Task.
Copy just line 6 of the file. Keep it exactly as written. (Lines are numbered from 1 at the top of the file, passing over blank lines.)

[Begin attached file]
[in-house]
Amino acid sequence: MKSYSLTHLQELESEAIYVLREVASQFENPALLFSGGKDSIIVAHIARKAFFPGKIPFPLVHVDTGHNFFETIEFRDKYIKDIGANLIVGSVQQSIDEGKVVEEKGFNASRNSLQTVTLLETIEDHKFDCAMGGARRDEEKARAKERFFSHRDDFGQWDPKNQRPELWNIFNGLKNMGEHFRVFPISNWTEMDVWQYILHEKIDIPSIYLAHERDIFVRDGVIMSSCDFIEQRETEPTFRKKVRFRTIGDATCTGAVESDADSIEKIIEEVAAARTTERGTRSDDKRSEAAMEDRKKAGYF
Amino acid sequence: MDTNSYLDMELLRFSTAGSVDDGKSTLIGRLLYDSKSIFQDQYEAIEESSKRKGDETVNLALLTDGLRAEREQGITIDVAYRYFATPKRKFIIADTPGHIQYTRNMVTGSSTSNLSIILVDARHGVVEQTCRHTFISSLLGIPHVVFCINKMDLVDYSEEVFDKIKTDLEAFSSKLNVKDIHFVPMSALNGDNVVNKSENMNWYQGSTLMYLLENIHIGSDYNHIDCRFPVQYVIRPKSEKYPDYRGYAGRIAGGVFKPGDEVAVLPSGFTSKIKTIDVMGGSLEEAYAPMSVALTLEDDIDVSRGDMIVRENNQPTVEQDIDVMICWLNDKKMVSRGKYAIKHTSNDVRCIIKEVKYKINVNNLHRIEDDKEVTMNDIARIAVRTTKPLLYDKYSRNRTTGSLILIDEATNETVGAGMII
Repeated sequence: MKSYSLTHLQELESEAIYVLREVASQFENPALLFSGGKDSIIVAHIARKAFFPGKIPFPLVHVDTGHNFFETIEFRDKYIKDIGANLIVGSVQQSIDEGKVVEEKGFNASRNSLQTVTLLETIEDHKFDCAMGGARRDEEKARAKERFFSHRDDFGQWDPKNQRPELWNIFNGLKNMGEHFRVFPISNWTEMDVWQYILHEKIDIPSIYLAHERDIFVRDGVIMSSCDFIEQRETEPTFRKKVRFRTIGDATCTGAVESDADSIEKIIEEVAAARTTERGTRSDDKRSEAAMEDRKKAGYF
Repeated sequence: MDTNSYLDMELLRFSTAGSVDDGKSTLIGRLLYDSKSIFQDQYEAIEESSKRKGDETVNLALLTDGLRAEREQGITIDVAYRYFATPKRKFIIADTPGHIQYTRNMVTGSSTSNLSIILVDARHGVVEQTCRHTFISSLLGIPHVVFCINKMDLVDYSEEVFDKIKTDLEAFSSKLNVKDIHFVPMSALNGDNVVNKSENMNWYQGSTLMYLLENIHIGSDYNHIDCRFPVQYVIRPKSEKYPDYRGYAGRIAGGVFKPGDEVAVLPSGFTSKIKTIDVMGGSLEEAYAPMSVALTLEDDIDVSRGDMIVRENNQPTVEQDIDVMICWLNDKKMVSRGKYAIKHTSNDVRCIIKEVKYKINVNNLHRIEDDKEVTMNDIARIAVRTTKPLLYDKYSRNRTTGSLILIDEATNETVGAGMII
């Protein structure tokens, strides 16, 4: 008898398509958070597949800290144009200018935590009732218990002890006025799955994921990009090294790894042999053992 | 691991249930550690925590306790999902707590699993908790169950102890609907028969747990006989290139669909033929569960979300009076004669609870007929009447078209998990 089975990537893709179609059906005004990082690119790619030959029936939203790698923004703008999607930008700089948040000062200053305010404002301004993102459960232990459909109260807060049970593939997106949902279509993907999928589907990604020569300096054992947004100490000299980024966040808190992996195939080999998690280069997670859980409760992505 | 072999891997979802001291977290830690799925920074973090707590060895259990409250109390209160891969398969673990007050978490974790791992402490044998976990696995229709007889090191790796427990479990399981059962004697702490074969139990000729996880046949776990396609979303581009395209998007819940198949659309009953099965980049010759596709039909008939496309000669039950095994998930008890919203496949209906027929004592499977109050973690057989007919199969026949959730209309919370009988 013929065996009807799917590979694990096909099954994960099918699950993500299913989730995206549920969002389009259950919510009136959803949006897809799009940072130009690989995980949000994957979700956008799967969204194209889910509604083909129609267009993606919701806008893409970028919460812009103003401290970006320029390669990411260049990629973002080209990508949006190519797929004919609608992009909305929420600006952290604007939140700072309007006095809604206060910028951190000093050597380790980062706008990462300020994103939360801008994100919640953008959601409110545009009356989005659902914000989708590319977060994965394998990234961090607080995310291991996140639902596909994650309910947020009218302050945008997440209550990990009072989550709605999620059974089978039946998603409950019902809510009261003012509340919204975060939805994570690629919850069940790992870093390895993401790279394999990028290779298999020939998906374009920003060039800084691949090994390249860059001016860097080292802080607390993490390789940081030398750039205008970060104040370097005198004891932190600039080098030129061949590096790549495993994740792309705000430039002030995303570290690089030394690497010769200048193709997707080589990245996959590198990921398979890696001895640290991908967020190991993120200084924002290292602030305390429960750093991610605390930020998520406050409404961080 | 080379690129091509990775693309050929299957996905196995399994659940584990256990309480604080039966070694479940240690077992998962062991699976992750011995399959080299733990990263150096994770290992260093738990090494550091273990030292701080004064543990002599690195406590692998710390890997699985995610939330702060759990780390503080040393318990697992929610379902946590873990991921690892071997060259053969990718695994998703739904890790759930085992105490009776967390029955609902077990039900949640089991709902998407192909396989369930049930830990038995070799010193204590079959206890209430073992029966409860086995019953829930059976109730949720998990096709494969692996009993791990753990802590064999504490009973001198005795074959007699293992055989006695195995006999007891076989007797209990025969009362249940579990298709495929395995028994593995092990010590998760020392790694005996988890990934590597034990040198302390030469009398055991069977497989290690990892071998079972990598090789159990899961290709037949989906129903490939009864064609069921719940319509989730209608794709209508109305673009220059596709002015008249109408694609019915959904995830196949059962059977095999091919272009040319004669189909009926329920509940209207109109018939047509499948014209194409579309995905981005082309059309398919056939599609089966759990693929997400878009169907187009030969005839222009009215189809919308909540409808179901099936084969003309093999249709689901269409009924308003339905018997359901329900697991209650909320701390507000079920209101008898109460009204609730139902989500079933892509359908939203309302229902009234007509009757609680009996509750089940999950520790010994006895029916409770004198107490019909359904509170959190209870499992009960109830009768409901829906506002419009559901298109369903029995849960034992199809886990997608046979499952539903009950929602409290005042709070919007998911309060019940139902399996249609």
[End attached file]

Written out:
């Protein structure tokens, strides 16, 4: 008898398509958070597949800290144009200018935590009732218990002890006025799955994921990009090294790894042999053992 | 691991249930550690925590306790999902707590699993908790169950102890609907028969747990006989290139669909033929569960979300009076004669609870007929009447078209998990 089975990537893709179609059906005004990082690119790619030959029936939203790698923004703008999607930008700089948040000062200053305010404002301004993102459960232990459909109260807060049970593939997106949902279509993907999928589907990604020569300096054992947004100490000299980024966040808190992996195939080999998690280069997670859980409760992505 | 072999891997979802001291977290830690799925920074973090707590060895259990409250109390209160891969398969673990007050978490974790791992402490044998976990696995229709007889090191790796427990479990399981059962004697702490074969139990000729996880046949776990396609979303581009395209998007819940198949659309009953099965980049010759596709039909008939496309000669039950095994998930008890919203496949209906027929004592499977109050973690057989007919199969026949959730209309919370009988 013929065996009807799917590979694990096909099954994960099918699950993500299913989730995206549920969002389009259950919510009136959803949006897809799009940072130009690989995980949000994957979700956008799967969204194209889910509604083909129609267009993606919701806008893409970028919460812009103003401290970006320029390669990411260049990629973002080209990508949006190519797929004919609608992009909305929420600006952290604007939140700072309007006095809604206060910028951190000093050597380790980062706008990462300020994103939360801008994100919640953008959601409110545009009356989005659902914000989708590319977060994965394998990234961090607080995310291991996140639902596909994650309910947020009218302050945008997440209550990990009072989550709605999620059974089978039946998603409950019902809510009261003012509340919204975060939805994570690629919850069940790992870093390895993401790279394999990028290779298999020939998906374009920003060039800084691949090994390249860059001016860097080292802080607390993490390789940081030398750039205008970060104040370097005198004891932190600039080098030129061949590096790549495993994740792309705000430039002030995303570290690089030394690497010769200048193709997707080589990245996959590198990921398979890696001895640290991908967020190991993120200084924002290292602030305390429960750093991610605390930020998520406050409404961080 | 080379690129091509990775693309050929299957996905196995399994659940584990256990309480604080039966070694479940240690077992998962062991699976992750011995399959080299733990990263150096994770290992260093738990090494550091273990030292701080004064543990002599690195406590692998710390890997699985995610939330702060759990780390503080040393318990697992929610379902946590873990991921690892071997060259053969990718695994998703739904890790759930085992105490009776967390029955609902077990039900949640089991709902998407192909396989369930049930830990038995070799010193204590079959206890209430073992029966409860086995019953829930059976109730949720998990096709494969692996009993791990753990802590064999504490009973001198005795074959007699293992055989006695195995006999007891076989007797209990025969009362249940579990298709495929395995028994593995092990010590998760020392790694005996988890990934590597034990040198302390030469009398055991069977497989290690990892071998079972990598090789159990899961290709037949989906129903490939009864064609069921719940319509989730209608794709209508109305673009220059596709002015008249109408694609019915959904995830196949059962059977095999091919272009040319004669189909009926329920509940209207109109018939047509499948014209194409579309995905981005082309059309398919056939599609089966759990693929997400878009169907187009030969005839222009009215189809919308909540409808179901099936084969003309093999249709689901269409009924308003339905018997359901329900697991209650909320701390507000079920209101008898109460009204609730139902989500079933892509359908939203309302229902009234007509009757609680009996509750089940999950520790010994006895029916409770004198107490019909359904509170959190209870499992009960109830009768409901829906506002419009559901298109369903029995849960034992199809886990997608046979499952539903009950929602409290005042709070919007998911309060019940139902399996249609």